Panhandle Plains
2010 Census - 421
2000 Census - 494
Turkey, Texas
Turkey Texas History:  
The first settlers arrived near Turkey Creek in the 1890s and established the settlement of Turkey Roost. When the post office was established in1893, the name was shortened to Turkey. A chapter of the Woodmen of the World was organized in 1906. The town plat was filed in 1907. Turkey incorporated in 1926. In 1928, the Fort Worth and Denver Railway built a line through town, establishing Turkey as a commercial and shipping center for area ranchers and farmers.Turkey's most famous citizen is Bob Wills (Texas Playboys), a former barber and the King of Western Swing music. The town hosts an annual Bob Wills Reunion the last Thursday through Saturday in April, drawing 10,000 to 15,000 visitors. Turkey is still a ranching and farming center. Major crops include watermelon, cotton, peanuts, watermelon and sweet potatoes. Turkey is located on Turkey Creek at the intersection of SH 70 and SH 86, 53 miles southeast of Tulia, 26 miles southeast of Silverton, 43 miles south of Clarendon, 46 miles southwest of Memphis, 47miles west of Childress, 60 miles northwest of Paducah, 28.4 miles north of Matador, 9.5 miles northeast of Quitaque and Caprock Canyons State Park, and 59 miles northeast of Floydada, Texas.
Texas Plains Trail Region:
The 52-county Texas Plains Trail Region includes the Texas Panhandle and Plains. It stretches from the Texas towns of Big Spring and Colorado City in the southern portion of the region, to Muleshoe and the New Mexico state border in the west, to Quanah and Knox City in the east, and to the top of the Texas Panhandle, from Dalhart in the west to Lipscomb in the east. The Texas Plains Trail Region organization is a nonprofit heritage tourism organization affiliated with the Texas Historical Commission. TPTR acts as an economic development initiative that helps Texas communities to promote their historic and cultural resources, and increase tourism to their areas. The organization helps promote travel to heritage destinations and historic sites. A name repeatedly mentioned in the history of West Texas is Cynthia Ann Parker, a young child captured during a raid on Fort Parker. She grew up among the Comanches, married Comanche chief Peta Nocona, and had three children, Pecos, Quanah and Prairie Flower. In 1860, a party of Texas Rangers led by Sul Ross, a future governor of Texas, rescued her and her infant daughter Prairie Flower; Charles Goodnight participated in this raid. Her son Quanah became famous as the last great war chief of the Comanche. One of TPTR’s most visible recent projects is the Quanah Parker Trail. When the project is completed, giant Quanah Parker arrow markers will have been installed in all 52 counties in the Texas Plains Trail Region. Some counties will have more than one installation. The arrows were created and donated by New Home, Texas, artist Charles Smith. As of early 2014, over 70 arrows had been installed in almost 50 counties. Each arrow will have a plaque giving pertinent historical information. (806) 747-1997. P.O. Box 88, Lubbock, Texas 79408.  Email  Texas Plains Trail Map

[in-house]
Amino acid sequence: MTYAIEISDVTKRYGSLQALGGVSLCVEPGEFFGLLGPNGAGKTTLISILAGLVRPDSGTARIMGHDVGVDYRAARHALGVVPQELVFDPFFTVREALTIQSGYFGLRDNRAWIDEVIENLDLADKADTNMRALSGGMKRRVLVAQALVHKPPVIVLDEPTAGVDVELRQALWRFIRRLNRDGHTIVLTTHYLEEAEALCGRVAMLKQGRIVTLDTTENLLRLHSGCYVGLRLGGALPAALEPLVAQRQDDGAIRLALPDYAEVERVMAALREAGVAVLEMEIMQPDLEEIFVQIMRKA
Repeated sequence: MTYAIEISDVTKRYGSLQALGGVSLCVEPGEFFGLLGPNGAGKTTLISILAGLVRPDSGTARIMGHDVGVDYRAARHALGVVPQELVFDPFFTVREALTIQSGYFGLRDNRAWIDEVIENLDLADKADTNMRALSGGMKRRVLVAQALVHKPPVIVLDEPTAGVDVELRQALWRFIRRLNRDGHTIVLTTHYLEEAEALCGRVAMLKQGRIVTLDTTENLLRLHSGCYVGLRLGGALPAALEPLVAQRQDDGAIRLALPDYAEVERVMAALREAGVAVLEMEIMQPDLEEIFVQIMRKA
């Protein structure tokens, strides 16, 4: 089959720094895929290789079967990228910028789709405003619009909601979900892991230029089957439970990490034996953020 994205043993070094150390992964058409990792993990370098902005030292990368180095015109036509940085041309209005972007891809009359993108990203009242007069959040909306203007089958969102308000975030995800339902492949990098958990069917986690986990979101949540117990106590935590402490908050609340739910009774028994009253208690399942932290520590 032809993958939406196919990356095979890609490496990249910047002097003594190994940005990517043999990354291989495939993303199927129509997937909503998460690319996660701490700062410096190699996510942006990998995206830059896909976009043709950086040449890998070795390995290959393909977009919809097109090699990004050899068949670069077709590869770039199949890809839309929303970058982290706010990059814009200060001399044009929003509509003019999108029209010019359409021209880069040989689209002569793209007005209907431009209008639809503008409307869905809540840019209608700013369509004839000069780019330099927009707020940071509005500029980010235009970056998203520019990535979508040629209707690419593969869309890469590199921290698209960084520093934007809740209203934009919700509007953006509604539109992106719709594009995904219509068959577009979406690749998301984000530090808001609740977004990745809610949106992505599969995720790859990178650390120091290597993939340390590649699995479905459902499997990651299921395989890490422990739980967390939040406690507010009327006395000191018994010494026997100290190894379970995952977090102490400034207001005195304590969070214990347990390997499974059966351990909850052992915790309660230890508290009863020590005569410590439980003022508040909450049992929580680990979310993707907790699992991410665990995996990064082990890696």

Historic Ozark Trail at Tampico, Texas Historical Marker Text:
“In 1913, William Hope "Coin" Harvey, who operated a resort in the Ozark Mountains of Arkansas, founded the Ozark Trail Association as a private highway organization. Several Texas and New Mexico counties joined the effort, and the line went diagonally from St. Louis, Missouri to Santa Fe, New Mexico. As part of Harvey's plan, stops along the way featured white obelisks denoting, in the official Ozark Trail green lettering, town names, as well as directions and distances to other towns.  The central Ozark route passed across Wellington, Texas, and a second southern route was built through the communities of Childress, Estelline, Tampico, Turkey, Quitaque, Silverton, Tulia, Nazareth and Dimmitt. J.E. Swepston of Tulia, elected Ozark Trail Association president in 1920, was instrumental in having the striking road markers placed in this area. At the time, Hall County had more than 1,000 farms and ranches, and ranchland continued to be divided into farms as more settlers arrived in the area. In 1924, however, with a government initiative to enact a national road-numbering system, the Ozark Trails and other private highways were abandoned or absorbed into the national road system. Adjacent to the Tampico marker was a service station and general store. In 1929, the Tampico oilfield started a short-lived boom in the community, which supported a school. After the oil supply proved minimal, the school consolidated into the Turkey school district. The obelisk, designated a State Archeological Landmark in 1999, remains as a tie to both the early efforts to increase automotive travel and to the community of Tampico.